Social care leaders have reacted to the CQC’s latest annual assessment of health care and social care in England, State of Care 2022/23.
MHA chief executive Sam Monaghan remarked: “The findings revealed in the CQC’s annual report will come as no surprise to people working in social care. The report highlights a perfect storm of pressures, including tighter local authority budgets and increased running costs.
“At MHA, we have long been vocal about the recruitment and retention issues that the sector is facing. With an ageing workforce, and an ageing population, there’s a real danger that care providers will need to deliver more care with less staff in the future.
“Unless we can incentivise people to work in the sector, and reward them fairly for the work they do, the workforce crisis will only deepen.
“With a general election looming, we hope the CQC’s report serves as a wake-up call across the political spectrum that social care must be an absolute priority in 2024.”
NCF CEO Vic Rayner commented: “The CQC report lays bare the reality that the notion of a ‘care market’ was flawed from the outset. The outcome of systematically underfunding local authorities, who in turn have not paid the actual cost of delivering care, has brought us to a place where profound health inequalities for individuals and communities are now compounded by profound care inequalities. The CQC’s unhelpful adoption of market terminology around services means that we are faced with a government regulator explaining that inequities are fuelled by providers not delivering publicly funded care because it is ‘less profitable’. The reality is that providers are not able to provide care at the rates that local authorities can pay, nor can they provide quality services at these unsustainable rates. They cannot staff services where they do not have enough funding to pay staff, nor can they innovate and invest in buildings and technology to ensure that we have care services we are proud of and are fit for the future, as well as for the present. They are also unable to deliver the services those who draw on their services want.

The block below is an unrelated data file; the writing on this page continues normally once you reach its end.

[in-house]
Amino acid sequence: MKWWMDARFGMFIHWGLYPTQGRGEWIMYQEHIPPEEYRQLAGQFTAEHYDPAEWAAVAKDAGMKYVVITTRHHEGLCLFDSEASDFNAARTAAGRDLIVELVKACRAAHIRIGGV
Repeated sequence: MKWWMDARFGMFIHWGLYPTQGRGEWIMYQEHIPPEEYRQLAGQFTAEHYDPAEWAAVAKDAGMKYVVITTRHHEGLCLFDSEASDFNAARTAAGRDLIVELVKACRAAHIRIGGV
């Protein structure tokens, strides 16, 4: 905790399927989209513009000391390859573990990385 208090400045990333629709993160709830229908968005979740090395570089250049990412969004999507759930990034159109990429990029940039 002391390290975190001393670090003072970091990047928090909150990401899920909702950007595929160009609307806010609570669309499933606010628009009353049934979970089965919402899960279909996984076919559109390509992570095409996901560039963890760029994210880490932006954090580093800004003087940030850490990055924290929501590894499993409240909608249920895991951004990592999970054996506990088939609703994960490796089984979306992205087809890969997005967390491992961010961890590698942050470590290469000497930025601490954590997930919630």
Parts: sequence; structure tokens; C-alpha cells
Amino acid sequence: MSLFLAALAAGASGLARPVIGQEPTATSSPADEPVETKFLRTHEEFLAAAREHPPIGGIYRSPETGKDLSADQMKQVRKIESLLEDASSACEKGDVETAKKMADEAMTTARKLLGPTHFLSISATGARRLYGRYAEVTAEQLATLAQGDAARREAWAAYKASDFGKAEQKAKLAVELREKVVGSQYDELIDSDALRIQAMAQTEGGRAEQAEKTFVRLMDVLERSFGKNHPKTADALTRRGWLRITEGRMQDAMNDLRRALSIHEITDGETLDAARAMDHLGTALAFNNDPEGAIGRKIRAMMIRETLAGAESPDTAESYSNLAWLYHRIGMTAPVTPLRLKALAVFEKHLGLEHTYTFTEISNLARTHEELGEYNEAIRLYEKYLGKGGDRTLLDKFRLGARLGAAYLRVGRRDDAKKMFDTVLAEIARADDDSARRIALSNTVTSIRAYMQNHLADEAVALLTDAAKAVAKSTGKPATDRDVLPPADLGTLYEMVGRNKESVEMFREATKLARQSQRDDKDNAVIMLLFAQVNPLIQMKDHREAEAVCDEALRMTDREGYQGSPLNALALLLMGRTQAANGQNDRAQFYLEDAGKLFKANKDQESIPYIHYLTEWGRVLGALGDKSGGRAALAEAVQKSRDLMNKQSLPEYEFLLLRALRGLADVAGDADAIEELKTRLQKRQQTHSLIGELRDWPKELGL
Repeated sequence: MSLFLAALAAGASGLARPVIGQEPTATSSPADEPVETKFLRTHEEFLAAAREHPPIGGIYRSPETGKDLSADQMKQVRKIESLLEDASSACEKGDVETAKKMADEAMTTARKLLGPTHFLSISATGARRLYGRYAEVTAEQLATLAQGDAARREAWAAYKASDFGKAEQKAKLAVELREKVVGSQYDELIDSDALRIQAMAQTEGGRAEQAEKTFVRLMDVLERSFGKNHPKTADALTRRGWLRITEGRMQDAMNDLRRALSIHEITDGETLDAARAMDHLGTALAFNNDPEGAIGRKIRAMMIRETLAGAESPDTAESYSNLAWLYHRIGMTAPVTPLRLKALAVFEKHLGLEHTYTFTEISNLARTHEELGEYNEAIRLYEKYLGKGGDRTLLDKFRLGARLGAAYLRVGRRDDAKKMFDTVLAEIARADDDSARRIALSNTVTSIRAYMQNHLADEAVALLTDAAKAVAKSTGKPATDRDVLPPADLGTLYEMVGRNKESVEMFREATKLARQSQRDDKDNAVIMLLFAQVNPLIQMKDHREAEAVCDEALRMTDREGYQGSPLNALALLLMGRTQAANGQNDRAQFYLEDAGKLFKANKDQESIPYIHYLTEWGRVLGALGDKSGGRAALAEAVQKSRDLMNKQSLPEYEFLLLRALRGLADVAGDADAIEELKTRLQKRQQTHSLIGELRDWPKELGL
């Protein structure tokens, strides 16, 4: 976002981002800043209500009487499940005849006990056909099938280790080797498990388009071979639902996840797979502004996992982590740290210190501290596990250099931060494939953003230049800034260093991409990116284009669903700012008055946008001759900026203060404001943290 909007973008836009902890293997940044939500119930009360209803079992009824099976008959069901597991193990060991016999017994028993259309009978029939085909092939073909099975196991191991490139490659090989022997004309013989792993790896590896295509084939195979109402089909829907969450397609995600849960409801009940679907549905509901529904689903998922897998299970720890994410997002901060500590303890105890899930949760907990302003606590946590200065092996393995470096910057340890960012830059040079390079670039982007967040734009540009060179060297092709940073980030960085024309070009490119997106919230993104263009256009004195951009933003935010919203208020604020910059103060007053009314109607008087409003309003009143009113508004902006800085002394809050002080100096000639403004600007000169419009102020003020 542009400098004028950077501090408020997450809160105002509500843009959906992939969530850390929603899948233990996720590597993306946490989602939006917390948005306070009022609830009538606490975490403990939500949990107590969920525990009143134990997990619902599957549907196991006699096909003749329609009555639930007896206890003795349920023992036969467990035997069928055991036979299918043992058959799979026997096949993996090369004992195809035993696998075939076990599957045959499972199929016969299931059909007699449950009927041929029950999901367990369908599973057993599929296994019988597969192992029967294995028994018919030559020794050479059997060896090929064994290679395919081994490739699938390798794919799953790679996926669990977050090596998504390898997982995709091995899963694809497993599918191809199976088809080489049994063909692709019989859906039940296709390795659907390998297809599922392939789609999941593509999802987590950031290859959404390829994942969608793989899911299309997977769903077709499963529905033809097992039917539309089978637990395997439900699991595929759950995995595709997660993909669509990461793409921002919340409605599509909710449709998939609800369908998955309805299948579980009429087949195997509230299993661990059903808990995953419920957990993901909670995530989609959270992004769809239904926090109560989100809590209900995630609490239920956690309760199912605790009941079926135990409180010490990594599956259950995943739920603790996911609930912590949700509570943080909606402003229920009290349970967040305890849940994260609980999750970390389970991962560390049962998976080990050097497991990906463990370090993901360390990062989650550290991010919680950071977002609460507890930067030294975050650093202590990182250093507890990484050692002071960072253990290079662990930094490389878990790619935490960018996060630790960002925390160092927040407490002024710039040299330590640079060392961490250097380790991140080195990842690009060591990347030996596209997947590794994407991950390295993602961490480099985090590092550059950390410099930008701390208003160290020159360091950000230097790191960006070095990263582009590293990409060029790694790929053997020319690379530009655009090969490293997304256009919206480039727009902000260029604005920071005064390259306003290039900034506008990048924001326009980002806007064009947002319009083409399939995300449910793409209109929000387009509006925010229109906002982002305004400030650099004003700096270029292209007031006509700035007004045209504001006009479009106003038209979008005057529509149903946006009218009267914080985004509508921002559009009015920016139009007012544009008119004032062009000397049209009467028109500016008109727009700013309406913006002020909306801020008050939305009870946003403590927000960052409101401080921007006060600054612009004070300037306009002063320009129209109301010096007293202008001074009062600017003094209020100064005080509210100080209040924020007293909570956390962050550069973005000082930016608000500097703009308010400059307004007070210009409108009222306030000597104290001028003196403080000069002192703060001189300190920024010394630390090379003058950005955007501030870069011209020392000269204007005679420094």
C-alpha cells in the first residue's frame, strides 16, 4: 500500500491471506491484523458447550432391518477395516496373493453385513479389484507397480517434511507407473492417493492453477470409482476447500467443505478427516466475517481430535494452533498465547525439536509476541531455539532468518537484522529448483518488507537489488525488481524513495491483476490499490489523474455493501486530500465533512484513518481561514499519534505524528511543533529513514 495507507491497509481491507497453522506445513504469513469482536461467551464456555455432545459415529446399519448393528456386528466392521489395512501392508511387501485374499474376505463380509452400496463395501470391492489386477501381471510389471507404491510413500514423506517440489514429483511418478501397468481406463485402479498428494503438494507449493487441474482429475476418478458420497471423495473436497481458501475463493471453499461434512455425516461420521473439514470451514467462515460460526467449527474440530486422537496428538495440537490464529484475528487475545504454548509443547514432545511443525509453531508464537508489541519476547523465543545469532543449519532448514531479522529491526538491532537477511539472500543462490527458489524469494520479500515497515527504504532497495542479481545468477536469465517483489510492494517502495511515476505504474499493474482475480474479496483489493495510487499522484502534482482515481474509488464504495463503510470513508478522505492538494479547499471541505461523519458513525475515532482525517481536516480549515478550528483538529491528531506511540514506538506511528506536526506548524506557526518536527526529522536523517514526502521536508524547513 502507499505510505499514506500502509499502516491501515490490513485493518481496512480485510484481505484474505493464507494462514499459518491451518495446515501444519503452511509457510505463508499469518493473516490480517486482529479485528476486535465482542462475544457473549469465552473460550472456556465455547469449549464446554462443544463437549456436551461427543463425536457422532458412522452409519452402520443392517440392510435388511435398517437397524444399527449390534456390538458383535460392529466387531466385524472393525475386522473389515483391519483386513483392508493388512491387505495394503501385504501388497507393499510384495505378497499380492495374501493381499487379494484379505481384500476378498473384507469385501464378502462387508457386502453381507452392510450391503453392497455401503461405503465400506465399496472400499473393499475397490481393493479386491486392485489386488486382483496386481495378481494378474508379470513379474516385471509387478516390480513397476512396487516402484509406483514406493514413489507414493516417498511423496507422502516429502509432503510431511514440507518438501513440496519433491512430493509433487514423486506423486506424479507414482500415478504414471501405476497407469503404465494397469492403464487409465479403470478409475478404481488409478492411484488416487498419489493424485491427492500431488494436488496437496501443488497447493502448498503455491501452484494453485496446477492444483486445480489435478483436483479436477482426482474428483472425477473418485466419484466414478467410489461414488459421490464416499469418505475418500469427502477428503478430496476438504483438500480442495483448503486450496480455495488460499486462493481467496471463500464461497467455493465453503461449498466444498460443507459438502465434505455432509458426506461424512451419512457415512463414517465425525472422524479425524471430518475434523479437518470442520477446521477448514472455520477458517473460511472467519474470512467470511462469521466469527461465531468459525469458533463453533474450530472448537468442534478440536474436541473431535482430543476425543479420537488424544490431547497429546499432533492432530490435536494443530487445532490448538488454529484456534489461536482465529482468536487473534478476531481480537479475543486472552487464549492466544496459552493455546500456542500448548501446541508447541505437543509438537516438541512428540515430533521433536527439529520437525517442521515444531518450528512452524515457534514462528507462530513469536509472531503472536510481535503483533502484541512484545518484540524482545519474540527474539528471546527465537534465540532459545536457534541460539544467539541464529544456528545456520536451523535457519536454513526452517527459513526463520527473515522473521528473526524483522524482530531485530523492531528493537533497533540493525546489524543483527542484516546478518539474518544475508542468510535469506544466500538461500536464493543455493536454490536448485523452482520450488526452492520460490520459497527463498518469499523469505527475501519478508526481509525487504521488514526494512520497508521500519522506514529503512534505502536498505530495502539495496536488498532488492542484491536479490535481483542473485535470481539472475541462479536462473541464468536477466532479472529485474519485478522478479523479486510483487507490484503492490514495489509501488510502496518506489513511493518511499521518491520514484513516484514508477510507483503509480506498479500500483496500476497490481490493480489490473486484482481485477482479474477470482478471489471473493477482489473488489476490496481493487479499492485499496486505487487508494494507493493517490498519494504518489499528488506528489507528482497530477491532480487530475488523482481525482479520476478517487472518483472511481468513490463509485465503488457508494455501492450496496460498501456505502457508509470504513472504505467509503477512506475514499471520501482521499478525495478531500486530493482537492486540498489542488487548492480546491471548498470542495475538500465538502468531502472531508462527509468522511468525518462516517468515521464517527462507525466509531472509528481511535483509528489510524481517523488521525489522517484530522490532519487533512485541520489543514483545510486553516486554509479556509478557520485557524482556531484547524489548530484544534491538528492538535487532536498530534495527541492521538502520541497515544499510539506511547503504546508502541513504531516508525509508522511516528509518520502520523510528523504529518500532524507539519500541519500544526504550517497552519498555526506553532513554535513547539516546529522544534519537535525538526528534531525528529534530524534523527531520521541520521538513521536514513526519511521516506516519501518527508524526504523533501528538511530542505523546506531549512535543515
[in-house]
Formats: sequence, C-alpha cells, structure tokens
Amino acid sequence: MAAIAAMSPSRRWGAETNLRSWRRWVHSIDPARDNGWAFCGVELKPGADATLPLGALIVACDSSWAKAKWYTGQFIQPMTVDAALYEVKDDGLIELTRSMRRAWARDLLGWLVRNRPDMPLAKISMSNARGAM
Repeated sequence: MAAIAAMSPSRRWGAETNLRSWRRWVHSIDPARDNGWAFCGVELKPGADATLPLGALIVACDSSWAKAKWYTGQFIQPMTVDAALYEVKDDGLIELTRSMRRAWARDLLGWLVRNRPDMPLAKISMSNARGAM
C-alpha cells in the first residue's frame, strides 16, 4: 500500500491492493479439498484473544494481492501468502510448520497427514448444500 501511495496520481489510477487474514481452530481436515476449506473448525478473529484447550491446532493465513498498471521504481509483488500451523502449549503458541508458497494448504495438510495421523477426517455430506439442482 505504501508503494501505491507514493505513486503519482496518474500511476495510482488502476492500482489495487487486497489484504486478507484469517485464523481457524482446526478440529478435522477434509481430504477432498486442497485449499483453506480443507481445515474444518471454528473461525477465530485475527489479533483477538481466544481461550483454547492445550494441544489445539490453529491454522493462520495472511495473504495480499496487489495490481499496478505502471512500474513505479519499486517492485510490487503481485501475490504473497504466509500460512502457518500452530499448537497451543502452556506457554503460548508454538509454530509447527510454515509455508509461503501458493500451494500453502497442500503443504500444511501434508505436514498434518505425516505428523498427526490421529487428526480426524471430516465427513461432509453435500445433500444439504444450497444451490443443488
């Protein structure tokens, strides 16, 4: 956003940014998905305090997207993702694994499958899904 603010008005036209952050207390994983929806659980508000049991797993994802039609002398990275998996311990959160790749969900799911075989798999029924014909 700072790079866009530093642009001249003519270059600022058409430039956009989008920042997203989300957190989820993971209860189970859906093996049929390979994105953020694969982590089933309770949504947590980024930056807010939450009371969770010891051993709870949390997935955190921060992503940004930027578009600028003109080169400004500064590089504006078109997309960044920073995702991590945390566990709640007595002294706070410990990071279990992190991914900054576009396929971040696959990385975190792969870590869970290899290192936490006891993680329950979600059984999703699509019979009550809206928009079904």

“The language of profit, and the extraction of profit have no place in the delivery of public services. Yet, the persistence of a market ideology enables politicians at a national and local level to stand back and watch. The report makes absolutely clear that the market cannot regulate itself, and that Local Authorities have a sustained inability to fund services for the actual care that they deliver. This has embedded a level of disadvantage and exclusion that is unfair. Furthermore, the CQC report highlights the systemic failure of market forces and suggests that ongoing efforts to address the ways in which systems work will never succeed until we move away from allowing the notion of profit making in care to hold sway as an acceptable response to meeting a statutory, and moral, right for the most vulnerable members of our communities to receive care.”